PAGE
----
Kamal (n.d.) noted that, “Girls who are aged above 18 have the right to marry in their will. Realizing the evil effects of and the injustice inherent in the polygamy of men Muslim Family Laws Ordinance, 1961 was passed. It also has laws regarding divorce and the women can choose to get a divorce provided that her husband has been found guilty of the crime he has been accused of. The Islamic law has a provision for dower not a dowry where the former is an obligatory amount to be paid by the man to his wife.”


Kamal (n.d.) observed that “In accordance with Muslim Law, the father is bound to maintain his daughter until she is married. The fact that the mother has the custody of the daughter till the latter attains puberty does not relieve the father of his obligation to maintain the daughter. If the father is poor, but the mother is in easy circumstances, the mother has the obligation to maintain the daughter.”

Guardianship of children:

Kamal (n.d.) found out that, “In the matter of guardianship of children, a Muslim woman is definitely at odds. Under Muslim Law, the mother is entitled only to the custody of the person of her minor child up to a certain age according to the sex of the child. But she is not the natural guardian either of the person or property of the child; the father alone, or if he is dead, his executor is the legal guardian.”

Fundamental rights:

Kamal (n.d.) reported that, “These are some of the aspects of the general law, which is non-religious or secular in nature, the most important of which is the constitution. Under the Bangladesh Constitution (The Constitution of the People’s Republic of Bangladesh, 1972), various provisions exist relating to women both directly and indirectly.”[3]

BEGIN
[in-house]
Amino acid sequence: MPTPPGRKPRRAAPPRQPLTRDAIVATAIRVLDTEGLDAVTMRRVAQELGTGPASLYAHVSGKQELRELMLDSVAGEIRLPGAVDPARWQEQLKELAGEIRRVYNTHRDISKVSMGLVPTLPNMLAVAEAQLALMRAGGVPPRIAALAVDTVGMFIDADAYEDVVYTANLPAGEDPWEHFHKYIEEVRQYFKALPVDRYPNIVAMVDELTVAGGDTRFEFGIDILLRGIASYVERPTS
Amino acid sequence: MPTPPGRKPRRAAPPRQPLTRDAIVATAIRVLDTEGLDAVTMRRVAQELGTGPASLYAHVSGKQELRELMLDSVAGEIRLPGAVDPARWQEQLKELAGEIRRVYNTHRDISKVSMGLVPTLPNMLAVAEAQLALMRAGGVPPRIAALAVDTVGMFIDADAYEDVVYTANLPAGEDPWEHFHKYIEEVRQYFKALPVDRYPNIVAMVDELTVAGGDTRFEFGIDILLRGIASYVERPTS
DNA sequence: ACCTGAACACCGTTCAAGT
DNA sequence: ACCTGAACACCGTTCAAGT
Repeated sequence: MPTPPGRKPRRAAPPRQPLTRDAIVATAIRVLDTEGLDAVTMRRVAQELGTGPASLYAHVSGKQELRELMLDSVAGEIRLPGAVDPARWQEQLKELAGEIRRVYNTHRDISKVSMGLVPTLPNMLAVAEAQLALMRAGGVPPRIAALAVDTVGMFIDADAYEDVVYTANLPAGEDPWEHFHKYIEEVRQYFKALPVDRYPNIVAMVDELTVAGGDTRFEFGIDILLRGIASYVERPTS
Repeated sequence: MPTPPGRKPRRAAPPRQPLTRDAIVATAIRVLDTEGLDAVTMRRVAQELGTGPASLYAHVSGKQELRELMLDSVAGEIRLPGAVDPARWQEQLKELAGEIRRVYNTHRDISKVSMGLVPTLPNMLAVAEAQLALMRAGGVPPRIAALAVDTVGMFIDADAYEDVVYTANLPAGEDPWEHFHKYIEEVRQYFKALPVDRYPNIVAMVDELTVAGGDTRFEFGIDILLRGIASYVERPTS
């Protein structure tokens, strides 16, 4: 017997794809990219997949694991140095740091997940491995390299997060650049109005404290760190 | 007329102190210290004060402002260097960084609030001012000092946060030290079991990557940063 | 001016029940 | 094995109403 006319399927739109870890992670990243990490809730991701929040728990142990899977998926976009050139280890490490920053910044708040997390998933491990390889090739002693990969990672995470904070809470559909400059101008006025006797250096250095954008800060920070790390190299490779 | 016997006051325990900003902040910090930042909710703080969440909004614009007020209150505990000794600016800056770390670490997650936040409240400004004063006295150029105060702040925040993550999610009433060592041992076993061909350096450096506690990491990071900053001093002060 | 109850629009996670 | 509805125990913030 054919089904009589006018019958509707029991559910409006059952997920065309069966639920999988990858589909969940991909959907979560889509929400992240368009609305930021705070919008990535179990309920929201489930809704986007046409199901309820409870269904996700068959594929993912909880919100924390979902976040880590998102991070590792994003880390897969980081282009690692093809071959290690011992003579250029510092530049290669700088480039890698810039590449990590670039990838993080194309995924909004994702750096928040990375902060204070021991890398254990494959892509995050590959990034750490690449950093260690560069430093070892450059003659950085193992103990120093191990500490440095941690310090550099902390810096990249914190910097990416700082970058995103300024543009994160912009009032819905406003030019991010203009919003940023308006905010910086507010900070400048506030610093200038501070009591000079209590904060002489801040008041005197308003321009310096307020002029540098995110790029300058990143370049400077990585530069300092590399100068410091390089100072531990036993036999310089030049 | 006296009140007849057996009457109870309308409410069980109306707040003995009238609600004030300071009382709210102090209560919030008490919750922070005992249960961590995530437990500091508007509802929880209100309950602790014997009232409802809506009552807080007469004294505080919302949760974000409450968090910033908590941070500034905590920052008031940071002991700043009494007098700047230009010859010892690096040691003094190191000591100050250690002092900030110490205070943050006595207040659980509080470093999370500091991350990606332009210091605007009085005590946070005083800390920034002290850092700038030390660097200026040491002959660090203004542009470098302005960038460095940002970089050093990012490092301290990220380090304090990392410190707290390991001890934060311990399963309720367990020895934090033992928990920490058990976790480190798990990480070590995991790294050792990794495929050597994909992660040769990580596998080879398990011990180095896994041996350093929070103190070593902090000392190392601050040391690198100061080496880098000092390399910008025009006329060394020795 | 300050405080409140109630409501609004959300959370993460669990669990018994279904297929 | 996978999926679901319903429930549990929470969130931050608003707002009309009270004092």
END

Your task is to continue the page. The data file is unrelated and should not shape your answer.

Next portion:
By focusing on the laws for women I have just represented one side of the family law so the explanations are not to be as exhaustive.


According to Wikipedia (February 2013), “A social issue (also called a social ill or a social problem) is an issue that relates to society’s perception of people’s personal lives. Different societies have different perceptions and what may be normal behavior in one society may be a significant social issue in another society. Social issues are distinguished from economic issues. Some issues have both social and economic aspects, such as immigration. There are also issues that don’t fall into either category, such as wars.Thomas Paine, in Rights of Man and Common Sense, addresses man’s duty to “allow the same rights to others as we allow ourselves”. The failure to do so causes the birth of a social issue. Social issues include amongst other things: Personal Issues vs. Social Issues, Inequality, Social Institutions, Drugs and Crime, Other issues.


According to Wisegeek (n,d,), “Legally binding simply means that one agrees with the terms under a written or spoken contract to behave in certain ways. The terms and conditions of such a contract can either prohibit or define appropriate behavior under the agreement.

Violation of terms in a legally binding agreement can either void the contract, or cause legal repercussions.”


A number of reasons can be identified for the existence of a legally binding contract in family matters or social matters. The most important ones are:

· To avoid confusion in married life